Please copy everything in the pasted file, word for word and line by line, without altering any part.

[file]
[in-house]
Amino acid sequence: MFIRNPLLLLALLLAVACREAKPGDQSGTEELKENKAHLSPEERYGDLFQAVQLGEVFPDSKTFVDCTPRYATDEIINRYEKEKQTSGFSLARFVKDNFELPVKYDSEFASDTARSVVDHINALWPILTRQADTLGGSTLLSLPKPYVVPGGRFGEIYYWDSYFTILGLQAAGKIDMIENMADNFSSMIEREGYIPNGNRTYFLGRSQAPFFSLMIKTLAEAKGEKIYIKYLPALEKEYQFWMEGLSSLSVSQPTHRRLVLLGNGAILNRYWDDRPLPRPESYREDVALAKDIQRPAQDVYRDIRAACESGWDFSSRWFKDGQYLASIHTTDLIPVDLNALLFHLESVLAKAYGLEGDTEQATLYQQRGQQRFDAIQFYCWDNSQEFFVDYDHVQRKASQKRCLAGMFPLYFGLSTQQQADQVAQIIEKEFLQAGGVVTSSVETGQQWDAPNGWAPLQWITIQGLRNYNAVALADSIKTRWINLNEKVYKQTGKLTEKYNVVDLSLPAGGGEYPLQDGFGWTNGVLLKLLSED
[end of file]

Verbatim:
[in-house]
Amino acid sequence: MFIRNPLLLLALLLAVACREAKPGDQSGTEELKENKAHLSPEERYGDLFQAVQLGEVFPDSKTFVDCTPRYATDEIINRYEKEKQTSGFSLARFVKDNFELPVKYDSEFASDTARSVVDHINALWPILTRQADTLGGSTLLSLPKPYVVPGGRFGEIYYWDSYFTILGLQAAGKIDMIENMADNFSSMIEREGYIPNGNRTYFLGRSQAPFFSLMIKTLAEAKGEKIYIKYLPALEKEYQFWMEGLSSLSVSQPTHRRLVLLGNGAILNRYWDDRPLPRPESYREDVALAKDIQRPAQDVYRDIRAACESGWDFSSRWFKDGQYLASIHTTDLIPVDLNALLFHLESVLAKAYGLEGDTEQATLYQQRGQQRFDAIQFYCWDNSQEFFVDYDHVQRKASQKRCLAGMFPLYFGLSTQQQADQVAQIIEKEFLQAGGVVTSSVETGQQWDAPNGWAPLQWITIQGLRNYNAVALADSIKTRWINLNEKVYKQTGKLTEKYNVVDLSLPAGGGEYPLQDGFGWTNGVLLKLLSED